A Quiet World Cup

July 13, 2010

Once upon a time I lived in Santa Barbara, California. People tell me it was wonderful – I certainly gained a lot of life friends out there, but I can’t really say because most of the best moments are gone to me now – not forever, just in my sober self – and unless I get reminiscent-drunk I can never pull out the best stories. Also, they’re incriminating as fuck, and I like my friends. All of this makes it very difficult to tell anyone about our wild adventures unless I don’t know you at all, and this being the Internet, I know you all too well to expect anything to stay secret.

Still, this is a fun story because it doesn’t have to be secret – nothing too bad happened, nobody stole any street signs, nothing too heinous was ingested or baked into a turkey dinner. No, it’s just a little snippet of our old lives, played out by older (and not much wiser) selves in the old stomping grounds. There is drama, men dancing in high heels, wine, a carousel, and some British folk in this tale – here’s what I remember of the World Cup weekend.

Nobody cares about Soccer here.  Example – I sat in a little restaurant in town for the Germany-Spain game, desperate to not simply watch the game alone like usual, and instead of camaraderie I listened to two old men debating American Football teams past and present. Nobody else even glanced at the TV except my brother and I and the Russian owner’s daughter. No, if you’re in the USA any time a World Cup is going down, I feel sorry for you – there’s nothing even close to the parties that the rest of civilization throws for this sport. I remember being in a bar in Honduras packed 400 deep, men drinking themselves to sleep, people shouting repeats of the announcer’s cries to keep the unseeing back of the crowd satisfied – that was just a qualifying game! Another qualifier I watched with 50 or so others on an old TV, rabbit ears fine-tuned by the silent artist-owner, in rapt silence or screaming ridiculousness depending on the on-screen action. One night as we sat above Tegucigalpa and watched the fireworks as the parties raged, I realized how much Futbol is the world’s religion, and perhaps the biggest shared human experience around. No other sporting event I’ve ever seen can compare with the love, anger, happiness, lust that come out of kicking a goddamn ball around a field for 90 minutes – what a fantastic thing! Still, in the USA, nobody cares about the World Cup… except my crazy friends.

They’re way bigger fans than I am – they got up for the 4am games after working late, kept me updated via Twitter on the games I missed, yelled a lot more, made brackets, learned the players’ names – all the crazy fanatic stuff that I miss out on since I’m satisfied to simply turn the TV on and watch the best futbol matches I’ll see for 4 years without any of the background. When the girls decided to throw a Cup party at their house, I knew I had to come – too many years gone, too many parties and birthdays and holidays missed – and in case I didn’t know it the girls basically did their sad puppy eyes and reminded me that I’d soon be off again and wasn’t I a bad person if I didn’t show up? Yes, but that’s not the point – I never had a choice about going up to this game, in this town, with these people. It’s like destiny, if destiny used social media to plan a World Cup party.

“It’s going to be mellow.” I distinctly remember those words, and even more remember Chad’s protests as the weekend progressed. “I thought you said it would be mellow!” he yelled more than a few times – “it was supposed to be” the only response necessary. Our gatherings have this amazing way of turning into parties, and our parties take on a life of their own. In this case, however, we really outdid ourselves, which is why I’m writing in the first place.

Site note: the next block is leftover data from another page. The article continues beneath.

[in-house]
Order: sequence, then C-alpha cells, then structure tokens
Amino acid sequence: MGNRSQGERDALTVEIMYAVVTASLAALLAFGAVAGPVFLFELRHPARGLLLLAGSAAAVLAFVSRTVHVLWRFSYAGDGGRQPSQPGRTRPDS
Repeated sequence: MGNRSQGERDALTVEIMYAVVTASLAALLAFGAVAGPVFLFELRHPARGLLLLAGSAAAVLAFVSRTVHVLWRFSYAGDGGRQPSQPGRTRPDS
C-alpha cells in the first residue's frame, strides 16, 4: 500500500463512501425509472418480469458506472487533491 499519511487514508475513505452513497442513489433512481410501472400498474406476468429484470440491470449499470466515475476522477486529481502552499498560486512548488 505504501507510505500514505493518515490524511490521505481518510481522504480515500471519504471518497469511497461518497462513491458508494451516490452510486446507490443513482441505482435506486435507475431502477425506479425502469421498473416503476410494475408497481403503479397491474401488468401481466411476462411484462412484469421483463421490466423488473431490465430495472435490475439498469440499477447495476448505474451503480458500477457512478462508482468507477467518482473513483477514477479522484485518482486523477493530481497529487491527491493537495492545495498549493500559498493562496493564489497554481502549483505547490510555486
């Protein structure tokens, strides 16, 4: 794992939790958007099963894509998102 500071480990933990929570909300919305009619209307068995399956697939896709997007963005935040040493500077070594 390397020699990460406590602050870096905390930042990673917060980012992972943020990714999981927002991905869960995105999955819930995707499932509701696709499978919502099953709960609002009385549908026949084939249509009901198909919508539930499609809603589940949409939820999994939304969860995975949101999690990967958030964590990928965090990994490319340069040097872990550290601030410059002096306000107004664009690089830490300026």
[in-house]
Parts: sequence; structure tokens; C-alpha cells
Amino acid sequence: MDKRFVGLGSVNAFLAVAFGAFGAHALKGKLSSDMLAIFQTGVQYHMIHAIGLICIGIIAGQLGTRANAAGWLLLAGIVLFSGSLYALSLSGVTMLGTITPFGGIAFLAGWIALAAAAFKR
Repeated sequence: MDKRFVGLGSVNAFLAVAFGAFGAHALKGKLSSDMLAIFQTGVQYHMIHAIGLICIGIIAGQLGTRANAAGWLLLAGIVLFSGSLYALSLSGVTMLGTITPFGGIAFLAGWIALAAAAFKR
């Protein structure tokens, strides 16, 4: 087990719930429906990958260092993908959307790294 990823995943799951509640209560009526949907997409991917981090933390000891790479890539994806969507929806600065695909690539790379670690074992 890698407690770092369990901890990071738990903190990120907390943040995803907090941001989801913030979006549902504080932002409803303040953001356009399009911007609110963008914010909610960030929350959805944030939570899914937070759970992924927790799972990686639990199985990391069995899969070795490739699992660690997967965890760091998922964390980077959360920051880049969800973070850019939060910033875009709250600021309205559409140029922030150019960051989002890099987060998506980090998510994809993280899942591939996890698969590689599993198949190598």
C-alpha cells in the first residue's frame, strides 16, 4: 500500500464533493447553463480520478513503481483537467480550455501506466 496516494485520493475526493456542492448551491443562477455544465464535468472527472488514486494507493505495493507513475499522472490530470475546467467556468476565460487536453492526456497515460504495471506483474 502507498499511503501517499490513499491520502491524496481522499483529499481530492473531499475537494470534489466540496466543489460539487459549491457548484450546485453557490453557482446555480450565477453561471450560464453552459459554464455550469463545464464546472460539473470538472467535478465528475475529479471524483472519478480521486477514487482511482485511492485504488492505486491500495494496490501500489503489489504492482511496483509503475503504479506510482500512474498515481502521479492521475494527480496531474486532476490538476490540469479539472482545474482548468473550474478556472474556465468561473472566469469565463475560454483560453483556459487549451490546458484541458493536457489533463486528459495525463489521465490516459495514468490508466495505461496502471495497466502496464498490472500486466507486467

I joined the festivities Friday after carpooling up with Chad and Muey – we pulled into the house late, expecting greetings and maybe a drink or three before bed. Instead we went straight for tequila and before anyone could get going the girls were asleep at midnight on the couches and Jen, Chad, and I were nursing cigarettes and unconscionably strong Margaritas. I think everyone was in bed by 1 or 1:30, which brings me to another fun aspect of our little tribe – we’re barely kids any longer, our old bones get tired, and some nights we just strike out. Friday was pretty weak, but don’t worry, we make up for it later.

By later I mean Saturday – we’re all up early-ish for the Germany-Uruguay game, Chad and I make breakfast because that’s the proper place for a man (in the kitchen cooking) and besides, who lets girls around fire? We solve the riddle of “do you think it’s possible to make blueberry pancakes with too many blueberries?” – it absolutely is by the way; they won’t even be pancakes any longer, just mushy blueberries in a light batter-sauce. Somehow we fix that dilemma and then it’s time to watch the game. It’s a great one, nobody diving too hard, none of the poor sportsmanship of the entire rest of the cup, back-and-forth with plenty of action. Really, that’s because it was for third place, and “who gives a fuck, they’re playing for third loser.” Jenn is our best sports fan – her twitter @hoorayjenn was pretty much my lifeline the entire time I was bouncing around and needed to know game scores and how Wayne Rooney is sexy. (I don’t know either!) She’ll probably end up with some Indian guy and have 6 daughters.

Game over, we get around to showers, cleaning up, and shaking out the old bones. In the olden days this would be the point where we all started binge drinking in preparation of the 5 o’clock nap collapse, but we’re responsible and socially active now, so we spend 3.5 years and a decent amount of whiskey getting ready, smuggling beers into purses, coordinating our small tribe for battle. The goal is Pride, a big concert, BBQ, gathering, excuse to drink socially celebrating how awesome it is to be LGBT(q?) – from what I’ve heard, it’s pretty great. Cars packed, teeth brushed, Devon prank called, we’re off to downtown and adventure.